Kate Hudson thinks being a great parent is her biggest strength

Kate Hudson thinks being a great parent is her biggest strength

As parents, it’s easy to feel inadequate at times. But we shouldn’t. Parents can take their cue from Kate Hudson who did just that on The Today Show recently.

As parents, it’s easy to feel inadequate at times. But we shouldn’t. Parents can take their cue from Kate Hudson who did just that on The Today Show recently.

The Oscar winning actress was there to promote her latest movie Kung Fu Panda 3, where she plays a dancing Panda named Mei-mei, known for celebrating people’s strengths.

When asked what she does best, she said without hesitation that she’s a good parent:

“The best thing I probably do is — I’ll say I’m a pretty darn good parent. I’m going to pat myself on the back for that. I got good kids. My son Ryder’s turning out to be — I’m really super proud of him. And I had something to do with that, so I think parenting is where I feel probably my strongest.”

Being a mom to two boys, aged four and 12, Kate really does her best to be the best mom she can be. It doesn’t mean she doesn’t fall short, though.

In an earlier interview with Allure she opened up about co-parenting with her husband’s youngest father, Matt Bellamy. The main goal is to build a happy environment for their kids to grow up in and to “create something for the kids where they feel like they’re gaining something rather than losing something.”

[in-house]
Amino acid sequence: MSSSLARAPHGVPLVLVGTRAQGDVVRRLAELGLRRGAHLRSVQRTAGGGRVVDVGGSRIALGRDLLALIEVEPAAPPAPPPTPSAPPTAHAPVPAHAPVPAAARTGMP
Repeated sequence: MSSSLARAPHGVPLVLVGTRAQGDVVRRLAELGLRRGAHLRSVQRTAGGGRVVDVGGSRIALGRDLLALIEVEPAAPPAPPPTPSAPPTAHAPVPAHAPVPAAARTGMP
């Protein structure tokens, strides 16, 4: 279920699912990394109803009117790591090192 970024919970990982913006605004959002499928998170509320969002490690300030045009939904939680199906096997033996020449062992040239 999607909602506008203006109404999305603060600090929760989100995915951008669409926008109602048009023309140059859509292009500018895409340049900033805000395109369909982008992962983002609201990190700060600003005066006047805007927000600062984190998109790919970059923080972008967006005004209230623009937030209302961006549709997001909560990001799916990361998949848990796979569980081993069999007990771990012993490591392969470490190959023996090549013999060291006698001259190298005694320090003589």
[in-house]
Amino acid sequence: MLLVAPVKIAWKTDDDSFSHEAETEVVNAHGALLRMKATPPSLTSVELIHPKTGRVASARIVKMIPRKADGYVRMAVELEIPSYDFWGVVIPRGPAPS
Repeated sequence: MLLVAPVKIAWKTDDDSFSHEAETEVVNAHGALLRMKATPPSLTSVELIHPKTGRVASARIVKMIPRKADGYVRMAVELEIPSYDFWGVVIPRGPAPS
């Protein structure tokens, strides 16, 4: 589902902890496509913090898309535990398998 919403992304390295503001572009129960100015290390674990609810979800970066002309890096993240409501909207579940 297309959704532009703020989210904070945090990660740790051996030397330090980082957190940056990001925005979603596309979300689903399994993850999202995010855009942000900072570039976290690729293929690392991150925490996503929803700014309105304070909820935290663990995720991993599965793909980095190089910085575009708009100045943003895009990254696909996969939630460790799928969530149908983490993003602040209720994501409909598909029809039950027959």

photo: Mirror UK

photo: Mirror UK

Though the two split up in 2014, they’ve made sure to maintain communication for their son.

“Relationships ending are painful, and you can choose to carry that or you can choose to reframe it. If Matt and I had a great relationship, we would still be together, but we chose to move on because we had different visions of how we wanted to live our lives,” she told Allure. “That doesn’t mean, though, that we can’t rebuild something that would be the best thing for the kids.”

It’s been working for them over the past two years. “It’s been a seamless transition,” she revealed. “Kids just want to see their parents be cool. Everybody’s cool; everybody’s good.”

Past experience has taught her the importance of valuing ties despite the end of romantic relationships: “Being someone who has come from a broken family and has a stepfather,” she says, “I really benefited from having that very consistent presence in my life. And it’s something I am mindful of and want in my life.”

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Written by

Bianchi Mendoza

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